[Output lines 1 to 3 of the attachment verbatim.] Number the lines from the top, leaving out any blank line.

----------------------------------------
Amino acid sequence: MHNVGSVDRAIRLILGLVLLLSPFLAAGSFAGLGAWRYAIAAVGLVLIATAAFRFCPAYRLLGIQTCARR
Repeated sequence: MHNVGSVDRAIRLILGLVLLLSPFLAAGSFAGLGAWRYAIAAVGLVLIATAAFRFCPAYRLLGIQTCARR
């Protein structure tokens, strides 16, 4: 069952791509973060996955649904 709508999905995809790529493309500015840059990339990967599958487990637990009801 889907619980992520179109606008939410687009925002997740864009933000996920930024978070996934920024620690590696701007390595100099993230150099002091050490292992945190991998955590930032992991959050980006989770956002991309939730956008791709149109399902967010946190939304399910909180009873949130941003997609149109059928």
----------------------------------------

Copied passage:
Amino acid sequence: MHNVGSVDRAIRLILGLVLLLSPFLAAGSFAGLGAWRYAIAAVGLVLIATAAFRFCPAYRLLGIQTCARR
Repeated sequence: MHNVGSVDRAIRLILGLVLLLSPFLAAGSFAGLGAWRYAIAAVGLVLIATAAFRFCPAYRLLGIQTCARR
């Protein structure tokens, strides 16, 4: 069952791509973060996955649904 709508999905995809790529493309500015840059990339990967599958487990637990009801 889907619980992520179109606008939410687009925002997740864009933000996920930024978070996934920024620690590696701007390595100099993230150099002091050490292992945190991998955590930032992991959050980006989770956002991309939730956008791709149109399902967010946190939304399910909180009873949130941003997609149109059928």